Black men earn 70 cents for every dollar white men earn, new study shows
- The pay gap between black and white Americans just got wider, Bloomberg reports. Age, education, job and geographical differences aside, black workers are now earning even less than their white counterparts, says Bloomberg, citing research from the San Francisco Federal Reserve.
- Black men's average hourly earnings were 80% of that of white men's in 1979. By 2016, the pay gap widened to 70% on the dollar, says Bloomberg. The wage gap between blacks and whites also worsened for black women.
- The pay gap between the two groups usually narrows in a robust economy and widens again in a down-turned economy, says Bloomberg. But a gap that lingers and even widens means it isn't likely to close over time. Researchers identified differences in education and work experience, as well as racism, as possible factors in the widening gap, but couldn't identify what they said might be other causes, according to Bloomberg.
Black unemployment has been historically twice that of whites. The U.S. Bureau of Labor Statistics puts unemployment for African-Americans age 16 and older at 7.3% in the second quarter of 2017 and 3.7% for white Americans during the same period. With all employment factors being equal, a persistent and widening pay gap is troubling for skilled black workers looking to get hired and employers who claim they can't fill job openings.
Black women and men have a strong presence in healthcare, services and construction — which economists call mid-market industries — with annual earnings between $10 million and $1 billion. Mid-market firms have been hit hard by talent shortages, according to a joint report by the National Center for the Middle Market and the Brookings Institution. These industries, along with apprenticeships, might help reduce, or at least slow, the racial disparity in pay.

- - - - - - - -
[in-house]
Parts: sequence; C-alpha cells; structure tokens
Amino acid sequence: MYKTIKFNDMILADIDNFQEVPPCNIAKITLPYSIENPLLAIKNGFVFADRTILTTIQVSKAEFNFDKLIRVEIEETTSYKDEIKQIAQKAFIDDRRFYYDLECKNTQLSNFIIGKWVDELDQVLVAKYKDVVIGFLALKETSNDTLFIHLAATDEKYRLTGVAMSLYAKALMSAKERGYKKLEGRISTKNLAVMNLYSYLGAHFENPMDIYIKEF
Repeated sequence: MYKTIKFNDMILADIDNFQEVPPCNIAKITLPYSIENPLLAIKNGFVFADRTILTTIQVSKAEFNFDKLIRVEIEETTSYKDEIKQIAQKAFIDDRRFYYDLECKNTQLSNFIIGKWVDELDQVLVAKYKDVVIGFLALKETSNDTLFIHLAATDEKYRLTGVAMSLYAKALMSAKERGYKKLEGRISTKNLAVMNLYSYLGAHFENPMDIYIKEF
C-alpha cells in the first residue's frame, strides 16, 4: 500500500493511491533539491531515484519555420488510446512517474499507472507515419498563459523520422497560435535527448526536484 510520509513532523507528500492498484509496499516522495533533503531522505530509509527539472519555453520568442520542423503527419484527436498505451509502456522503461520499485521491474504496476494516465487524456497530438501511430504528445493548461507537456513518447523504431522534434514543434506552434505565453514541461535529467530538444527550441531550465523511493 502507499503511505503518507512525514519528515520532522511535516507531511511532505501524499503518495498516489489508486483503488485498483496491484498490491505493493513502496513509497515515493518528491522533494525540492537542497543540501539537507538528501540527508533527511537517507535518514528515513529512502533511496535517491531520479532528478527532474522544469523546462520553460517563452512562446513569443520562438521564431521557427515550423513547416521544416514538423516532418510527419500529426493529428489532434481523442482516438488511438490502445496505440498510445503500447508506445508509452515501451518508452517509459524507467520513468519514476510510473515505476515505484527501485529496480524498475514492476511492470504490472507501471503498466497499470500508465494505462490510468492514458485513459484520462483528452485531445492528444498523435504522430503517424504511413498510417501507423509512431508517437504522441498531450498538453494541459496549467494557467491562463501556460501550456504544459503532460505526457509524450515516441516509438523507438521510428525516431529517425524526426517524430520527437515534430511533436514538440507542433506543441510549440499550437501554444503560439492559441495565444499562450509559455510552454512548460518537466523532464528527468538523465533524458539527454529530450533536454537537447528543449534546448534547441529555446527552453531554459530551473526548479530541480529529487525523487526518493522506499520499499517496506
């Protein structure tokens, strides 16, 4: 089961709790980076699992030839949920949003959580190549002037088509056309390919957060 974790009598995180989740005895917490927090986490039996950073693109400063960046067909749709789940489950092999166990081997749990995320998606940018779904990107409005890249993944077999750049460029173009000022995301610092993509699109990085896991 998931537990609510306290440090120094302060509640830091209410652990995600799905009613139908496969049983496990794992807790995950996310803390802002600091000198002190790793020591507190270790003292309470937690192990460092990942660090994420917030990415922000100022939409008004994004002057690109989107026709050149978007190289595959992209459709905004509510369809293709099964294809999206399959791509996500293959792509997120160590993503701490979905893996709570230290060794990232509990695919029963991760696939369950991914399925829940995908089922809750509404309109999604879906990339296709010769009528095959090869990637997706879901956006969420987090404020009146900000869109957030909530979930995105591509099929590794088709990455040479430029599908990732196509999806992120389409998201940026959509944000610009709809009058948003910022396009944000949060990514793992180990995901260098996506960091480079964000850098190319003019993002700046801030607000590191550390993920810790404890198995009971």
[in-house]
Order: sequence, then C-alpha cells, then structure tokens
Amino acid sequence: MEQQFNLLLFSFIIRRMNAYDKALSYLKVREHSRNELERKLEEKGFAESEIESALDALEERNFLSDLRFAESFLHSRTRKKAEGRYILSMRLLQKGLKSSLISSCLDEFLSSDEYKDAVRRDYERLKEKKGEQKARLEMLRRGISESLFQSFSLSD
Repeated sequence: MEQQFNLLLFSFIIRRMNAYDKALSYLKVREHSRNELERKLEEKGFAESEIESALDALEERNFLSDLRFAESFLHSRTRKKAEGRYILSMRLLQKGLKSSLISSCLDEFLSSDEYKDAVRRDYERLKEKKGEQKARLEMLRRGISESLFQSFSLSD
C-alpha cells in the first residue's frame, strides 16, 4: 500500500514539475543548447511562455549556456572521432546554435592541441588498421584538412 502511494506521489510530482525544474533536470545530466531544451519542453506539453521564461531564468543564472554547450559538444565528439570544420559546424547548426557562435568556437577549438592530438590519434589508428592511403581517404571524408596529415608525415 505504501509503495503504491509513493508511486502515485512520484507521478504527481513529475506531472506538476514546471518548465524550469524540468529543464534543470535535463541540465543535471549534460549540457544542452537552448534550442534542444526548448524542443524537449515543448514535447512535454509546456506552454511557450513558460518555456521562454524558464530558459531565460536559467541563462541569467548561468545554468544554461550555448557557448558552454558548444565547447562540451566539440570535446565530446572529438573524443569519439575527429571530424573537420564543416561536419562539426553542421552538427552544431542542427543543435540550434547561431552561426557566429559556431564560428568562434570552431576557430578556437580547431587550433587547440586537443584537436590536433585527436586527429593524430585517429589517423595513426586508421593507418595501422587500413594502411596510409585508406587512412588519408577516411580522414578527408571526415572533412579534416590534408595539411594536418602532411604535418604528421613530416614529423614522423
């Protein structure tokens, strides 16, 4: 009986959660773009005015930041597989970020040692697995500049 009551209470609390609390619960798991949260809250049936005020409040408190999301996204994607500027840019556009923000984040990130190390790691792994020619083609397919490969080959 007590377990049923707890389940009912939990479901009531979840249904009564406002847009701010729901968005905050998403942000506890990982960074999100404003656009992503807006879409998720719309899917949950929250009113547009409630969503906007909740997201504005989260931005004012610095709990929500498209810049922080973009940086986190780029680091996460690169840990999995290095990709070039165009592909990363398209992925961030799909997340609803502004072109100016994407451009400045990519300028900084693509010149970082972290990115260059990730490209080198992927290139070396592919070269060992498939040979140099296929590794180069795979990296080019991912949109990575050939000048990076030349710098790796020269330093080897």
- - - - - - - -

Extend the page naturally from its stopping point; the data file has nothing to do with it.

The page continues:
As with the gender-based pay gap, recruiters need to make sure their selection of candidates is free of bias and based first and foremost on a job's qualifications. Technology now enables recruiters to avoid bias in hiring, as well as recognize their own biases in candidate selection. Some employers are removing names from resumes to prevent applicants with ethnic-sounding names from being systematically removed from the candidate pool.
HR managers can lead the effort to eliminate hiring bias. Periodic audits by HR can uncover unexplainable pay disparities that could be based on race.